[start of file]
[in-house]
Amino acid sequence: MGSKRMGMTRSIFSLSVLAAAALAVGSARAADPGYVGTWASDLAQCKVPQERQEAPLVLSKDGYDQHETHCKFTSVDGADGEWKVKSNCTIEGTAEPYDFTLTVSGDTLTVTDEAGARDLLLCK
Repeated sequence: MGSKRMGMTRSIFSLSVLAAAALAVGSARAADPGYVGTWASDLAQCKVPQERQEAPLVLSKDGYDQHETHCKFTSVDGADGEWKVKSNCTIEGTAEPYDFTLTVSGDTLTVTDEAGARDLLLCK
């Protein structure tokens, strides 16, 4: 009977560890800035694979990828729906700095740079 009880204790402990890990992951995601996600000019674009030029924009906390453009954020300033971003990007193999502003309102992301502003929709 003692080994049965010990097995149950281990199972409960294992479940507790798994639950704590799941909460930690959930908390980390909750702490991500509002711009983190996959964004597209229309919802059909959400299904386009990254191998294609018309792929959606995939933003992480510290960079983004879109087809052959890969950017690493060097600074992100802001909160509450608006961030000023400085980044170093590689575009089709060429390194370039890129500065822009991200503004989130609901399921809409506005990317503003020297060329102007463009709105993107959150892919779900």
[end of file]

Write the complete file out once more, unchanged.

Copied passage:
[in-house]
Amino acid sequence: MGSKRMGMTRSIFSLSVLAAAALAVGSARAADPGYVGTWASDLAQCKVPQERQEAPLVLSKDGYDQHETHCKFTSVDGADGEWKVKSNCTIEGTAEPYDFTLTVSGDTLTVTDEAGARDLLLCK
Repeated sequence: MGSKRMGMTRSIFSLSVLAAAALAVGSARAADPGYVGTWASDLAQCKVPQERQEAPLVLSKDGYDQHETHCKFTSVDGADGEWKVKSNCTIEGTAEPYDFTLTVSGDTLTVTDEAGARDLLLCK
């Protein structure tokens, strides 16, 4: 009977560890800035694979990828729906700095740079 009880204790402990890990992951995601996600000019674009030029924009906390453009954020300033971003990007193999502003309102992301502003929709 003692080994049965010990097995149950281990199972409960294992479940507790798994639950704590799941909460930690959930908390980390909750702490991500509002711009983190996959964004597209229309919802059909959400299904386009990254191998294609018309792929959606995939933003992480510290960079983004879109087809052959890969950017690493060097600074992100802001909160509450608006961030000023400085980044170093590689575009089709060429390194370039890129500065822009991200503004989130609901399921809409506005990317503003020297060329102007463009709105993107959150892919779900």